By GAETANA CALDWELL-SMITH “42,” written and directed by Brian Helgeland, starring Chadwick Bosemen, Harrison Ford, and Nicole Beharie. “42” is a fictionalized film biography that covers the years 1945 to 1947 in the life of baseball legend Jackie Robinson, when he rose from the Kansas City Monarchs, a Negro League team, to play with the … Continue reading Film: Baseball legend Jackie Robinson
By BARRY WEISLEDER Saturation coverage by the corporate media of a recent resignation and election in Vatican City showed how the ruling rich impose certain ideas. Even in an increasingly secular world, privileged elites continue brazenly to push ideological opiates. It helps them, I suppose, that in Pope Francis the patriarchal plutocracy has found a … Continue reading Holy smoke! How about equal time?
By GAETANA CALDWELL-SMITH “The Gatekeepers,” a film directed by Dror Moreh, who also conducted the interviews. “The Gatekeepers” is a riveting documentary film that reveals the behind-the-scenes actions of one of Israel’s key tools for maintaining its repressive rule over the Palestinians—the Shin Bet (appellation for Israel Security Agency or ISA, formerly Mossad). The film … Continue reading Inside Israel’s killing machine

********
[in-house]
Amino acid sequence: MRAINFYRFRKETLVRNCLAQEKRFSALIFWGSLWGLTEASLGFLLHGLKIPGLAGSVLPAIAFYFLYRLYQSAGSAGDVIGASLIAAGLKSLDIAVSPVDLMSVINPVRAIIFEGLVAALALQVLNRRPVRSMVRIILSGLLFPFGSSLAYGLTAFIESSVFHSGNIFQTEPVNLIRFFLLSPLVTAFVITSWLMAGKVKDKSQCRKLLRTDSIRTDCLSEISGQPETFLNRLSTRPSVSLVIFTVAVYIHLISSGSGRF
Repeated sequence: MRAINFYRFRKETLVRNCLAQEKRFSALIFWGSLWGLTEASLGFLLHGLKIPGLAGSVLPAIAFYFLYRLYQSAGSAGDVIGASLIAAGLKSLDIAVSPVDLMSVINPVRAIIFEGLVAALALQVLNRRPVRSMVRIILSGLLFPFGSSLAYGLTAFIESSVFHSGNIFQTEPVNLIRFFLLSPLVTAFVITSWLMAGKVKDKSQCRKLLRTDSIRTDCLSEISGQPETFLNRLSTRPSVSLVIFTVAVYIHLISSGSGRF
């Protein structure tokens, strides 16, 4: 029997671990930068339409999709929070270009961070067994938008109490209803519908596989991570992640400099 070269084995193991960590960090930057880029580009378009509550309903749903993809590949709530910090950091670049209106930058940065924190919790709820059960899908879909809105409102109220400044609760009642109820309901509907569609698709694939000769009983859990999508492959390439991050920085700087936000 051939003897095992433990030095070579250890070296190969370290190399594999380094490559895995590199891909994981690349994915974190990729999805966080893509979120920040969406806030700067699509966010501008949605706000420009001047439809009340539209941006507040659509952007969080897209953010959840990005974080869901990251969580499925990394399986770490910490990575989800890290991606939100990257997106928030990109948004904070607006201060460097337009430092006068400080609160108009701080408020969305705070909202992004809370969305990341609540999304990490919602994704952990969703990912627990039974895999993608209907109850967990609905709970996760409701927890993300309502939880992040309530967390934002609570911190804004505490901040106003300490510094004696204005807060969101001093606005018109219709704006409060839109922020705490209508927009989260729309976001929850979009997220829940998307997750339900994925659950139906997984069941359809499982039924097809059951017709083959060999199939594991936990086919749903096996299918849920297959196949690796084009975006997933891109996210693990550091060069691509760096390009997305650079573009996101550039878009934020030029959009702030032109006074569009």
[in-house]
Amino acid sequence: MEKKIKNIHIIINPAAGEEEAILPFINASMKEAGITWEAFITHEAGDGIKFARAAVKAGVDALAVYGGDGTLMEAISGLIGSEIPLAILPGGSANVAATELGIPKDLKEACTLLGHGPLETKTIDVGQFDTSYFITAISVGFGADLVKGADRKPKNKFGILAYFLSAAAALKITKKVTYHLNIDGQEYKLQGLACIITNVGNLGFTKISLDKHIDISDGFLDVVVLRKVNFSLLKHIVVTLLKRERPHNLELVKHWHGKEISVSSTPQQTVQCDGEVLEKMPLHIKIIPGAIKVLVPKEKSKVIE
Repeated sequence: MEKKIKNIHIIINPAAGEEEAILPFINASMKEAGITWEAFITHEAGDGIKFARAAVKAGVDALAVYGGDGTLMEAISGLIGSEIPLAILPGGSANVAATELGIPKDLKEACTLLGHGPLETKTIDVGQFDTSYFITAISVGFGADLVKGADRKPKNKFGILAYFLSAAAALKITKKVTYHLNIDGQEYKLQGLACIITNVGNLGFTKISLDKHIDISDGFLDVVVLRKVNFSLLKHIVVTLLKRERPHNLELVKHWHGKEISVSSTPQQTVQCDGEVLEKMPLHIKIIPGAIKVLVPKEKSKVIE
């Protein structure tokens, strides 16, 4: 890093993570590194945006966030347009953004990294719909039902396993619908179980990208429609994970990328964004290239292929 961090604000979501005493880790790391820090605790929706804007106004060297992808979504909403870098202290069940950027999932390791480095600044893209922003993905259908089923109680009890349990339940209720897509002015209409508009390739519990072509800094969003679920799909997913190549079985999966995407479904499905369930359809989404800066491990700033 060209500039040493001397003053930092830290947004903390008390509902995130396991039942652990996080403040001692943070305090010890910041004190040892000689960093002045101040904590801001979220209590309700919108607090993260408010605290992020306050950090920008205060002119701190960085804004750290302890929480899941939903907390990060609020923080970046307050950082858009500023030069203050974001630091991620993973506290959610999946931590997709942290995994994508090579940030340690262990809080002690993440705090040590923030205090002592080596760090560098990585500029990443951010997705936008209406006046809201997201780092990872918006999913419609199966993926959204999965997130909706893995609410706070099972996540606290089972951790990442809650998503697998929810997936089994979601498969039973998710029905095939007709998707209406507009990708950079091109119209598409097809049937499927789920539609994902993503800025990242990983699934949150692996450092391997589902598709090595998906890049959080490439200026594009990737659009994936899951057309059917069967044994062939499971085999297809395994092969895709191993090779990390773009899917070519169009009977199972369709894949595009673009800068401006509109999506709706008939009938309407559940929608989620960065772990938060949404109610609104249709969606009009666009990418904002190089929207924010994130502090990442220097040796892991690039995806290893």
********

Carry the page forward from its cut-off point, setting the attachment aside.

By BARRY WEISLEDER Book Review: Will Ferguson, “419” (Penguin Canada, Toronto, 2012, 399 pages). How are the sins of imperialism visited upon the common people of the “rich” countries? One way is “419.” That is the law against fraud in the criminal code of Nigeria. It is also the title of the Giller Prize-winning book by … Continue reading The con that knows no borders
By GAETANA CALDWELL-SMITH Django Unchained, a film written and directed by Quentin Tarantino. “Django Unchained” takes place in 1858, two years before the Civil War—the year that William Wells Brown published the first Black drama, “Leap to Freedom,” John Brown held an anti-slavery convention, Abraham Lincoln said “A house divided against itself cannot stand,” and … Continue reading Django: Pulp Western look at slavery
By TYLER MACKINNON With Oscar night right around the corner, this iconic book-turned-play-turned-film is taking theatres by storm—and for good reason. “Les Miserables” combines superb drama, action, romance and tragedy. Written by French literary giant Victor Hugo over a century and a half ago, it is remarkable, if not a bit depressing, to see how … Continue reading A musical for rebellion
By DAVID RIEHLE “Remembrance for a great man is this. The newsies are pitching pennies. And on the copper disk is the man’s face. Dead lover of boys, what do you ask for now?” (“In a Back Alley,” Carl Sandburg, ca 1910-12) What was Sandburg getting at here? The “copper disk,” the ubiquitous Lincoln penny, … Continue reading Lincoln: Images of History